On the thorny question of how Jesus’ divinity and humanity interrelate, I did not hear an answer, but I will see what the class concludes.
A question was raised in our reading of a Robert Wilken article. Wilken noted that the church fathers, in discussing Jesus’ divinity, started with Jesus’ resurrection. That is not where most contemporary theological treatments of the incarnation and the Trinity begin. Romans 1:4 states that Jesus was declared to be Son of God through his resurrection. Was not Jesus already Son of God, before that? The teacher said that perhaps Romans 1:4 was saying that Jesus’ humanity was made to be divine, or something to that effect. I may be mangling or misunderstanding what he said there. I was thinking of asking for clarification, but I was unclear about how to formulate the question clearly.
How does Jesus’ resurrection relate to Jesus’ divinity? The standard Christian interpretation of Romans 1:4 is that the resurrection attested to the divinity that Jesus already had: it did not make Jesus divine, but showed the world that Jesus was divine. The teacher did not say that, though. I sometimes got the impression from what the teacher was saying that the church fathers were not just wrestling with how the pre-death Jesus was God-incarnate, but with how the risen Jesus was God-incarnate. The Robert Wilken article and the teacher were highlighting other ways that the resurrection was relevant to Jesus’ divinity. Jesus’ resurrection is why Jesus’ divinity matters: prayer to Jesus and the Eucharist would be pointless, if Jesus were not resurrected. Plus, saying that Jesus rose invites the question of why and how he was human in the first place, for, to die, he needed to be human.
What I especially enjoy about this teacher’s classes is the historical context that he provides. Nicea was a city in Asia Minor (modern-day Turkey), and it was Emperor Constantine’s annual resort. Many of the older Christian bishops who came to the Council there bore wounds, due to the intense persecution that Christians experienced in the third century CE at the hands of imperial Rome and locals. Legend states that Constantine humbly kissed the wounds of the bishops when he met them. The Council of Nicea produced the Apostles’ Creed, not the Nicene Creed. The Nicene Creed came out of the later Council of Constantinople, and it is called the “Nicene Creed” because it is based on conclusions that were reached at the Council of Nicea. Lutherans recite the Apostles’ Creed on non-Eucharistic Sundays, and the Nicene Creed on Eucharistic Sundays. This tradition goes back to the Council of Constantinople.
C. At the “Word of Faith” church, the pastor was continuing his series about Acts. Specifically, the title of the series is “There’s a Place at the Table.” Past sermons in the series have affirmed that there is a place at the table for the religious, for the pagan, and for the broken. This week’s message was that there is a place at the table for the intellectual.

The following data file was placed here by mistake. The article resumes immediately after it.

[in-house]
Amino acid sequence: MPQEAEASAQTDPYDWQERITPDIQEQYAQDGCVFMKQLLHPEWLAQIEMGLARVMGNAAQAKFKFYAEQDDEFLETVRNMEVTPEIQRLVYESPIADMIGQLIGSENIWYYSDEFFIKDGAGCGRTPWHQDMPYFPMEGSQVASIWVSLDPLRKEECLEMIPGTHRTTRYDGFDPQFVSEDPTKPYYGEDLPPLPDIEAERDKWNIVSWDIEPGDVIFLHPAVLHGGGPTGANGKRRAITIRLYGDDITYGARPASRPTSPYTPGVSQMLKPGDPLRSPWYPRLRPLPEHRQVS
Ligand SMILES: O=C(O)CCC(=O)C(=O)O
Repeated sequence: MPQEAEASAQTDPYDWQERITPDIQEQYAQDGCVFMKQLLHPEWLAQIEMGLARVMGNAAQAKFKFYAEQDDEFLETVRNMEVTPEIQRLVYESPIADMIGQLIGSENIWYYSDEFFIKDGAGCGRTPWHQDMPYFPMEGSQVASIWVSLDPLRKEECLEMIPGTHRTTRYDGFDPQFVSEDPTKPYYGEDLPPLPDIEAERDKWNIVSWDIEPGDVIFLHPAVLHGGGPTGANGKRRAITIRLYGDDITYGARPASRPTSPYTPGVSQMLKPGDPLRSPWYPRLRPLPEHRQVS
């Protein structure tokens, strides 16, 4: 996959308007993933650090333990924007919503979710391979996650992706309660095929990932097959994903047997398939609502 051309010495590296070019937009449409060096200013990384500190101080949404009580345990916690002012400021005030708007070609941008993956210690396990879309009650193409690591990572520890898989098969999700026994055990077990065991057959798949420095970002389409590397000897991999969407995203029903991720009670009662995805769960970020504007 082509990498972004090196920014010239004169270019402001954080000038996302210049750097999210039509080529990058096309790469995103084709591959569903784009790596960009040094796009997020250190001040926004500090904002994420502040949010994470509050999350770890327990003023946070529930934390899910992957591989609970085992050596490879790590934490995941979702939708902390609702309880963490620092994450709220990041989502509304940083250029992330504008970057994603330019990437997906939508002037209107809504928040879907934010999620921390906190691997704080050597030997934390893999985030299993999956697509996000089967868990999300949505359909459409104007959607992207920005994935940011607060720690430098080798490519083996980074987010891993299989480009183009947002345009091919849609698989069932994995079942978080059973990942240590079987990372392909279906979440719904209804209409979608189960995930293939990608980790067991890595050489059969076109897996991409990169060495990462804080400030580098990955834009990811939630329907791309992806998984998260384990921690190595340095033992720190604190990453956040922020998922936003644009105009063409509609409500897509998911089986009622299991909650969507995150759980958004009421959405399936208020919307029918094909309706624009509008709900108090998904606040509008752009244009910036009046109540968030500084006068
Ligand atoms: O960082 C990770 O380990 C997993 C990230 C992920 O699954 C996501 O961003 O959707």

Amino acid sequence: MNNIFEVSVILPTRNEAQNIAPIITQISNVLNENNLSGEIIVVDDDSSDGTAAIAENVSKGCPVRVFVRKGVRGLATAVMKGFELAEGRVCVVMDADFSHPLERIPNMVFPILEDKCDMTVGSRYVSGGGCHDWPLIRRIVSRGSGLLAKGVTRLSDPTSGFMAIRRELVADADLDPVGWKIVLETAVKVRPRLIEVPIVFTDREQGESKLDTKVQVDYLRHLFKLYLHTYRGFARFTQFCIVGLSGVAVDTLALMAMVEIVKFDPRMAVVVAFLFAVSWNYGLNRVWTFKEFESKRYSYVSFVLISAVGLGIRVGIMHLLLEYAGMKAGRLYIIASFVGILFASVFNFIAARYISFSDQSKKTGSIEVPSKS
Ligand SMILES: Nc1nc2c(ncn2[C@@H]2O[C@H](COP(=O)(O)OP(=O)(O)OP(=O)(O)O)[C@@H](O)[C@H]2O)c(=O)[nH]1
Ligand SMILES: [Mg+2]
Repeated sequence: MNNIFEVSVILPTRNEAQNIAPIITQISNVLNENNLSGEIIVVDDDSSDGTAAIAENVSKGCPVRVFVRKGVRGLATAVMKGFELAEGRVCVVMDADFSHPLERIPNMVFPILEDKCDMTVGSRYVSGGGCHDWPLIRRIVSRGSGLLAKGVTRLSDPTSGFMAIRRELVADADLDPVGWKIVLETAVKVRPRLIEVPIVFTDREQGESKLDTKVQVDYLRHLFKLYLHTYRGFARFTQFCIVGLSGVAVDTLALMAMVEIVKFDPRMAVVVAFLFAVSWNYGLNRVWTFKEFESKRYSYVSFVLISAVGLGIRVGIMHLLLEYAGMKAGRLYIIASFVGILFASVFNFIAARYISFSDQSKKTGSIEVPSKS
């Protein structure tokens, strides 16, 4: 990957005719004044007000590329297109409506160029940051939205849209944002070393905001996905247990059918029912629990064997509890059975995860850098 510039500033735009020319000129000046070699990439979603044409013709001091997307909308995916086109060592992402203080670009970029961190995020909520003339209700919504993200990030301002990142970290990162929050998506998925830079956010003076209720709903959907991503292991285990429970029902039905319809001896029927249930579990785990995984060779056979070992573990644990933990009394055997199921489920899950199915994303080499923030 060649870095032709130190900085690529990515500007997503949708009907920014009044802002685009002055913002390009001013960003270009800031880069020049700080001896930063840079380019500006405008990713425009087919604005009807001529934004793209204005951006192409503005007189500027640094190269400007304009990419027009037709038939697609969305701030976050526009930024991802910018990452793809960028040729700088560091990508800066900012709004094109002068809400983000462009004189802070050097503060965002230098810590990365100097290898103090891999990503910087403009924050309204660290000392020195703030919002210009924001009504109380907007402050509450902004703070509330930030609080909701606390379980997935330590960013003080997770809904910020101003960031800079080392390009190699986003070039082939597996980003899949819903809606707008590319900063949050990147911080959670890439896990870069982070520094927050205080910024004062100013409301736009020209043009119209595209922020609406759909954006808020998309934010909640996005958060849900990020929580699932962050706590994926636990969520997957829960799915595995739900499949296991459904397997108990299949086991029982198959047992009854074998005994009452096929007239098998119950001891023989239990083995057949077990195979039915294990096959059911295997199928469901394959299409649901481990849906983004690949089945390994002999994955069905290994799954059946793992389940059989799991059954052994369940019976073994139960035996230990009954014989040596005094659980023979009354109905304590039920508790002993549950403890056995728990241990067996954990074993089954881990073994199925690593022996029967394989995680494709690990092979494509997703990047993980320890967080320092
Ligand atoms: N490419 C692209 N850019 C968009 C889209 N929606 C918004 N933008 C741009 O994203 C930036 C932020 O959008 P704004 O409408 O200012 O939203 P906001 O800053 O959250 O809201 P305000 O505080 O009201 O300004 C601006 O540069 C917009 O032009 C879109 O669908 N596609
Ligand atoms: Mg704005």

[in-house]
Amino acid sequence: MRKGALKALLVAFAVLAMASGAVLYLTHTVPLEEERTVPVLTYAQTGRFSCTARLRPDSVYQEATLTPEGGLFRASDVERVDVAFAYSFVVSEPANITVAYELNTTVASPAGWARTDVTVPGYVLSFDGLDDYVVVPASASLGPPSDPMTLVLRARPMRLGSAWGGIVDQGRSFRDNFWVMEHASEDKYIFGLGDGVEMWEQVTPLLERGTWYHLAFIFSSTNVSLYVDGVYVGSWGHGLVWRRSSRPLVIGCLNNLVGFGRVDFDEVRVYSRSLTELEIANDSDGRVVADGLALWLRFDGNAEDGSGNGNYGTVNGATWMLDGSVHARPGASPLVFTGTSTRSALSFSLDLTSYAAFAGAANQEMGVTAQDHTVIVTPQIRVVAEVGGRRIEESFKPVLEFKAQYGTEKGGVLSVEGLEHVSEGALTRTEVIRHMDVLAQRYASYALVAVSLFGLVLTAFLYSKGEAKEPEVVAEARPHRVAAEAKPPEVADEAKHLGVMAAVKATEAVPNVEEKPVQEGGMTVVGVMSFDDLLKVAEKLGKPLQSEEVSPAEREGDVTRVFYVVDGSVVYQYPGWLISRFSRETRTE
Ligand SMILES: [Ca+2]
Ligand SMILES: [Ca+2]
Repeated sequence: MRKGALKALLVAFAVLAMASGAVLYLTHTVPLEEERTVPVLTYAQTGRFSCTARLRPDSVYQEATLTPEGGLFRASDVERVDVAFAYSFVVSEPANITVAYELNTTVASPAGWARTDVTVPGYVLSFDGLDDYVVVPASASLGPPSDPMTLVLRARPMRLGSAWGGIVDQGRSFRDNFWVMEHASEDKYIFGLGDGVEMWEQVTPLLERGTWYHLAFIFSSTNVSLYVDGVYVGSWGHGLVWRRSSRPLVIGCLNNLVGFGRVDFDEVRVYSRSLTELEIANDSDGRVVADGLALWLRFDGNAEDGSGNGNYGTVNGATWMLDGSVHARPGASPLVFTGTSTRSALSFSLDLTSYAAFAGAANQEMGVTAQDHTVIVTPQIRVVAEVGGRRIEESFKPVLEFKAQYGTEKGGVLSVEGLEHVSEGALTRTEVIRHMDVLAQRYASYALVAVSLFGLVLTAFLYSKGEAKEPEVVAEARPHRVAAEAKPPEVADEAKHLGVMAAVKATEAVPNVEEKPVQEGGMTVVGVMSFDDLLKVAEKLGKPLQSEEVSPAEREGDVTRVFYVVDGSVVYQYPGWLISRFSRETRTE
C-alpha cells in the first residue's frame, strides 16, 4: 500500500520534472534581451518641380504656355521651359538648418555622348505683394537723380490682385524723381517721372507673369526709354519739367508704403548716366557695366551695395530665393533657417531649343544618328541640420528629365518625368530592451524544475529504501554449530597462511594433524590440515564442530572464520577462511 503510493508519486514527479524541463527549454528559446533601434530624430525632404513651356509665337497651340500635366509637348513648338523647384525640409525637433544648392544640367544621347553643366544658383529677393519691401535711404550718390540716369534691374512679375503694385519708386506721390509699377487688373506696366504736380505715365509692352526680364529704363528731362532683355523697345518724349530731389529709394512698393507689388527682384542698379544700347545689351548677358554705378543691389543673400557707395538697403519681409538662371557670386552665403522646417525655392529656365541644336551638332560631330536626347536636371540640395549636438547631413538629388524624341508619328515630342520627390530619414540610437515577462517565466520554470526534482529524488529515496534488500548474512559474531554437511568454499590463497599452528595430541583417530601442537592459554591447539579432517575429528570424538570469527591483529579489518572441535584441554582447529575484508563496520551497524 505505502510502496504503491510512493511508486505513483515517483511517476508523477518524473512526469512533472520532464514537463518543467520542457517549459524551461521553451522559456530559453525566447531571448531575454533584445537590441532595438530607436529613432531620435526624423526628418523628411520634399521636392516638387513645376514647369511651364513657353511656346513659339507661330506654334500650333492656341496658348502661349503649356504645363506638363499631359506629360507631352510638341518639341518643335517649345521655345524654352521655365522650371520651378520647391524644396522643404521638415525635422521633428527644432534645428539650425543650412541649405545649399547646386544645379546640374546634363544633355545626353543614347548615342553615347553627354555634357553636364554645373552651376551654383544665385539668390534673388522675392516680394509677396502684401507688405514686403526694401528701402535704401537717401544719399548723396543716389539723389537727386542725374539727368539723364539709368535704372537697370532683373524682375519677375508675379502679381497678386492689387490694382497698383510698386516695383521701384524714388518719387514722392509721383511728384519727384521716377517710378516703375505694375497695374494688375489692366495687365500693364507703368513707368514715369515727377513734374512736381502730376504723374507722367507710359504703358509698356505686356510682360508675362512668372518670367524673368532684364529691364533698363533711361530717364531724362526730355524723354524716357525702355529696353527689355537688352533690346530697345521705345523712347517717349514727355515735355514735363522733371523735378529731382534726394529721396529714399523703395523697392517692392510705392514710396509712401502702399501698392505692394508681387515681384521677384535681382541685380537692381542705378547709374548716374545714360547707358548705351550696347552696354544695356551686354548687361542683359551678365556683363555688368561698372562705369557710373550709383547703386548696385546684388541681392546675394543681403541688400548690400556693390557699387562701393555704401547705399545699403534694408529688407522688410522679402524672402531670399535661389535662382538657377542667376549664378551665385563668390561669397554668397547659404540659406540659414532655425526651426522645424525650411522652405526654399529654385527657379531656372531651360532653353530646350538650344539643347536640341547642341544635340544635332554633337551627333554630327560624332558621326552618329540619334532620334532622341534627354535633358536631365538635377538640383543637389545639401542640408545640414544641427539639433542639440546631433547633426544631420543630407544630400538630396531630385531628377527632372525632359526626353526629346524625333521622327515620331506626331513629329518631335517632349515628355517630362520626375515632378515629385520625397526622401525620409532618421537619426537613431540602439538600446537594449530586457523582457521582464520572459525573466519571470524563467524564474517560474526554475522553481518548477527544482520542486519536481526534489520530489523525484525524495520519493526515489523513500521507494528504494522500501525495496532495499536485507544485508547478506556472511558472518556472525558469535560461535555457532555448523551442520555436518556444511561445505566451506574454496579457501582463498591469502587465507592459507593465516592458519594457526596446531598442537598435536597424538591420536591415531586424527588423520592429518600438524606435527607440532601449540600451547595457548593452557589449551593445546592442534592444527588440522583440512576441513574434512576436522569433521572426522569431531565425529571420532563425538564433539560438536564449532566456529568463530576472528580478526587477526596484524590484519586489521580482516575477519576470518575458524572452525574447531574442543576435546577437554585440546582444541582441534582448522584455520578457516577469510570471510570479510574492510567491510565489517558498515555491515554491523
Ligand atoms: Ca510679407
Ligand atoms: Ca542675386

The pastor’s main text was Acts 17. Paul is in Athens, a highly intellectual city, and notices all of their idolatry. Intellectualism can easily degenerate into “what we have done, or what we can do.” The pastor talked a lot about idolatry. It cheapens or denigrates the image of God within us, and it replaces a real Jesus with a Santa Claus Jesus who caters to our idolatry. We also debase God’s gifts—-sex, alcohol, recreational sports—-when we abuse them or make idols of them.
Over the last few weeks, people from church have delivered testimonies, as they sit at the table with others who have delivered testimonies. When the series started, someone talked about his background in a legalistic religion; his family refused to buy clothes from the Goodwill because the clothes may have demons attached to them! The next week, someone talked about his background in Chinese paganism. The following week, a lady talked about her broken marriage and her sensitivity to rejection. This week, someone talked about being an intellectual.
How was he an intellectual? Essentially, he was curious and loved learning. He loved to read books. But he also wondered what made people tick. Although he was a nerd back when he was in high school, he hanged out with jocks and rednecks because he wondered how they approached life. He has held political office and has been all over the political spectrum: Republican, Democrat, Green. He grew up as a conservative Lutheran in a church that was anti-Catholic, but, later in life, he was curious about the Holy Spirit, so he found himself attending a charismatic Catholic church to learn more. He also enjoys solving problems. He still enjoys learning, but, as a Christian, he has concluded that politics is not where the solution lies. He also thinks that his intellectualism can get in the way, if he is not careful: for example, he struggles with praying to a God who already knows how things will turn out.
I will stop here.